Mary and daughter Dr Genevieve watch a young girl play hopscotch in the hospital grounds, at the start of the increasingly steep path that wound down to the water-front.
This is another moving short story, written by Mary Gabb.
Gracie was eleven years old, but seemed much older. She was a nut-brown child, half maori, blessed with an uncontrollable shock of frizzy marmalade coloured hair. She constantly wore a brownish toned floral dress, with a mismatched cardigan of uncertain colour and she sang like a lark. Rarely could she be separated from her ukulele which was permanently slung around her neck. Often she would add to her costume a frilly pink plastic lei, and pick a flower to tuck behind her ear.
Gracie had a distinctive gait, mechanical and shuffling like a clockwork doll. She wore callipers attached to her boots and stiff leather cuffs buckled just below each knee connected sturdy steel rods to her boots. A strong spring attached to the toe of each boot corrected her foot drop and kept her from tripping over her feet; the wasted weak muscles a trophy of a polio epidemic.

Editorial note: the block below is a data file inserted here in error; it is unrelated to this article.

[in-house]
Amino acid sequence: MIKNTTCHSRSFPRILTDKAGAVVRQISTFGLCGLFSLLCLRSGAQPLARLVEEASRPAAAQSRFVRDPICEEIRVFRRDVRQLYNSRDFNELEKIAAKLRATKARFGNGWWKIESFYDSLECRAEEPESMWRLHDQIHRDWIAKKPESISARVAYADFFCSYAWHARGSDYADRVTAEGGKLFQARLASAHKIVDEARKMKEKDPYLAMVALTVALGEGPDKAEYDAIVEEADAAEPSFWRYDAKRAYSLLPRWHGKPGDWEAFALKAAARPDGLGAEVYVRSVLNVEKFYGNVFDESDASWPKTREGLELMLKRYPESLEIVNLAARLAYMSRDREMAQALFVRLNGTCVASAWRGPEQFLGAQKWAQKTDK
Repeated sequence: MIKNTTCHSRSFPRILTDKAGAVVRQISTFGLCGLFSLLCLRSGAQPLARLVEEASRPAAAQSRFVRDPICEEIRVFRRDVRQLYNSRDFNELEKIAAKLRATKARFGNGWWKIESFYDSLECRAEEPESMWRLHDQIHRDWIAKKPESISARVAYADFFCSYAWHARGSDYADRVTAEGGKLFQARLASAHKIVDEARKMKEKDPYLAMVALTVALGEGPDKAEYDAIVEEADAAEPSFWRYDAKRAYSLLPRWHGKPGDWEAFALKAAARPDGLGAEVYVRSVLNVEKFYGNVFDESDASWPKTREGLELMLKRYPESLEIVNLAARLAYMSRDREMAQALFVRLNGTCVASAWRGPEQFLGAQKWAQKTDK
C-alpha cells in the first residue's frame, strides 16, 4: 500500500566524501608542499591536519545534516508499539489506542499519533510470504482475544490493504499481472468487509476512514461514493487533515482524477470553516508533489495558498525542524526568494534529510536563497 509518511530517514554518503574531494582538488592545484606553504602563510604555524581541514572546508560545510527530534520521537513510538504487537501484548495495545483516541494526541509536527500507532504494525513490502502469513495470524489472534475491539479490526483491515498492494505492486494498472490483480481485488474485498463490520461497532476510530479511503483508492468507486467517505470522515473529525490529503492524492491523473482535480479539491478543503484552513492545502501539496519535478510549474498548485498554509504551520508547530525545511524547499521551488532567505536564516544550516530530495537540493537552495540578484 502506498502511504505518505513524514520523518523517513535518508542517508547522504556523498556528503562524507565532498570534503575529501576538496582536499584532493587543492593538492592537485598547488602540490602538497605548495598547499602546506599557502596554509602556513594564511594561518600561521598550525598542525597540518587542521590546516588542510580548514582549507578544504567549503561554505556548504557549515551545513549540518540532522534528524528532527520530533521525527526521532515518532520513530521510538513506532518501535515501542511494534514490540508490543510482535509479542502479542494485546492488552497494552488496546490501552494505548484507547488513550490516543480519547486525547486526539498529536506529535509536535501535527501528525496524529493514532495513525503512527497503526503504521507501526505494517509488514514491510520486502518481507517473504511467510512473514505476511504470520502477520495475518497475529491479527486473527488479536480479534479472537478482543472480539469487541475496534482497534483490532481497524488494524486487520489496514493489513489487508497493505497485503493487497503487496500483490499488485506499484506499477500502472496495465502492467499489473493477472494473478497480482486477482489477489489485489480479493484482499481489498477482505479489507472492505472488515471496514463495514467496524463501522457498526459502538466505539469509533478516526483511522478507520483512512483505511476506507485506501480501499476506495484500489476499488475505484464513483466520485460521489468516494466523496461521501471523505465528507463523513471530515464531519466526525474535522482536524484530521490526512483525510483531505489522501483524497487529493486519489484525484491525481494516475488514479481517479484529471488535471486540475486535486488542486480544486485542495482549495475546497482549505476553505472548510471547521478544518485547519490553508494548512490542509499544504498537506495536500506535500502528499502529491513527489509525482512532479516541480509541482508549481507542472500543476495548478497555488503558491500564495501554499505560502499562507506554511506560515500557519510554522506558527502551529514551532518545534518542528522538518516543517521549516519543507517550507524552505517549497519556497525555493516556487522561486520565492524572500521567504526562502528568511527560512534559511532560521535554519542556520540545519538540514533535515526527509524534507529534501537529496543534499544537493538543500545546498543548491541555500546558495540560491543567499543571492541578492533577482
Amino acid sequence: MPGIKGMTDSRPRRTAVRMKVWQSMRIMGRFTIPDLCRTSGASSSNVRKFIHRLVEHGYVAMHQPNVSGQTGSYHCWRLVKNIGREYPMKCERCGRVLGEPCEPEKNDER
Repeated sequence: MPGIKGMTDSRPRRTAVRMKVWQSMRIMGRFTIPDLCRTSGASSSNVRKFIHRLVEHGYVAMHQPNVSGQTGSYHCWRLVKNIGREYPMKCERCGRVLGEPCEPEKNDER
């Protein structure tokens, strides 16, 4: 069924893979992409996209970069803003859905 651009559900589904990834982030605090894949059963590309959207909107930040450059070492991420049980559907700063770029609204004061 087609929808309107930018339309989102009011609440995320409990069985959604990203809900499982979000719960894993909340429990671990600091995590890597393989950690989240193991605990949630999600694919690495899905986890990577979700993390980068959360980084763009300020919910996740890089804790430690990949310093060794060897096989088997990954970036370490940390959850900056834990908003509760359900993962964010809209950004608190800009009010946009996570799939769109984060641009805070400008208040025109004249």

The Home for Crippled Children was Gracie’s home, as it was for thirty other children. It was a magnificently gracious establishment set on acres, beautifully landscaped with rhododendrons, camellias and roses, and graced with an enormous mosaic tiled lily pond. A long sweeping semi-circular driveway threaded through the tree studded gardens and led to the entrance of the Home. It was a prime piece of real estate, with a coastal frontage, and it had been bequeathed to the city by its former owners for the purpose of housing and caring for crippled children. It had breathtaking sea views.
The outlook from the elevated, open verandahs at the rear of the Home was like a fine piece of art, a million dollar view. Dominating the scene, a sleek mysterious island with pubescent female lines, lay tantalizingly close and seemed to float on the glittering sea. Rangitoto Island! It looked so close it seemed that you could reach out and touch it. It drew Gracie’s gaze as she sang accompanying herself on her beloved uke. “Oh, I wish I had someone to love me, someone to call me their own. Oh I wish I had someone to live with, for I’m tired of living alone. If I had the wings of an angel, over these prison walls would I fly………” Her singing so sweet and soulful, was a prayer for a miracle; perhaps that the sea breezes would carry her voice to some angel who might hear and respond.